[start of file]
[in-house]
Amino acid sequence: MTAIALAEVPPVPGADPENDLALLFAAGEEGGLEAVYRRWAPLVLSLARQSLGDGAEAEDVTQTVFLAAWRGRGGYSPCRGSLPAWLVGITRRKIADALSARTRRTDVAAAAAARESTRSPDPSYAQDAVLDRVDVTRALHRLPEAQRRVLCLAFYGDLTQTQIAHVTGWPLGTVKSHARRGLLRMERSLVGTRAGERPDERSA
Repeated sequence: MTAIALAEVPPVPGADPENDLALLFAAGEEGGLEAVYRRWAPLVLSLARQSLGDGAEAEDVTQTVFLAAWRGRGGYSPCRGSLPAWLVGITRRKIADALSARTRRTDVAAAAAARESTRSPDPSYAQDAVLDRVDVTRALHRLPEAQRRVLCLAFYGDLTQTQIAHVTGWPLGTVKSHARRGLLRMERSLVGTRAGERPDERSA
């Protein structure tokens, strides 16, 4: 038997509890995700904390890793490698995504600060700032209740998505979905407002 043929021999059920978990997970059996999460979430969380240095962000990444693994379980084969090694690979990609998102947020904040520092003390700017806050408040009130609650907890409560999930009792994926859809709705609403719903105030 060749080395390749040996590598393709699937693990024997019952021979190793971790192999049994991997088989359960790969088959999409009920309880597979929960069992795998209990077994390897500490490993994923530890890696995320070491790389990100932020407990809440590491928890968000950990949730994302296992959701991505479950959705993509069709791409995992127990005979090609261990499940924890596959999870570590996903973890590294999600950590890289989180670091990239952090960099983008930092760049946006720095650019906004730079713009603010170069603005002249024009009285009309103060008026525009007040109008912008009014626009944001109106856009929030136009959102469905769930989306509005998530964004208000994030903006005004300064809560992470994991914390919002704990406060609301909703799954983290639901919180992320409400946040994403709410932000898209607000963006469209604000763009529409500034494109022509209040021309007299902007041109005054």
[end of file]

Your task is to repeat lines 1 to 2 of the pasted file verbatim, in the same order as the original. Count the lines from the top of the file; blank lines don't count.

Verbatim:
[in-house]
Amino acid sequence: MTAIALAEVPPVPGADPENDLALLFAAGEEGGLEAVYRRWAPLVLSLARQSLGDGAEAEDVTQTVFLAAWRGRGGYSPCRGSLPAWLVGITRRKIADALSARTRRTDVAAAAAARESTRSPDPSYAQDAVLDRVDVTRALHRLPEAQRRVLCLAFYGDLTQTQIAHVTGWPLGTVKSHARRGLLRMERSLVGTRAGERPDERSA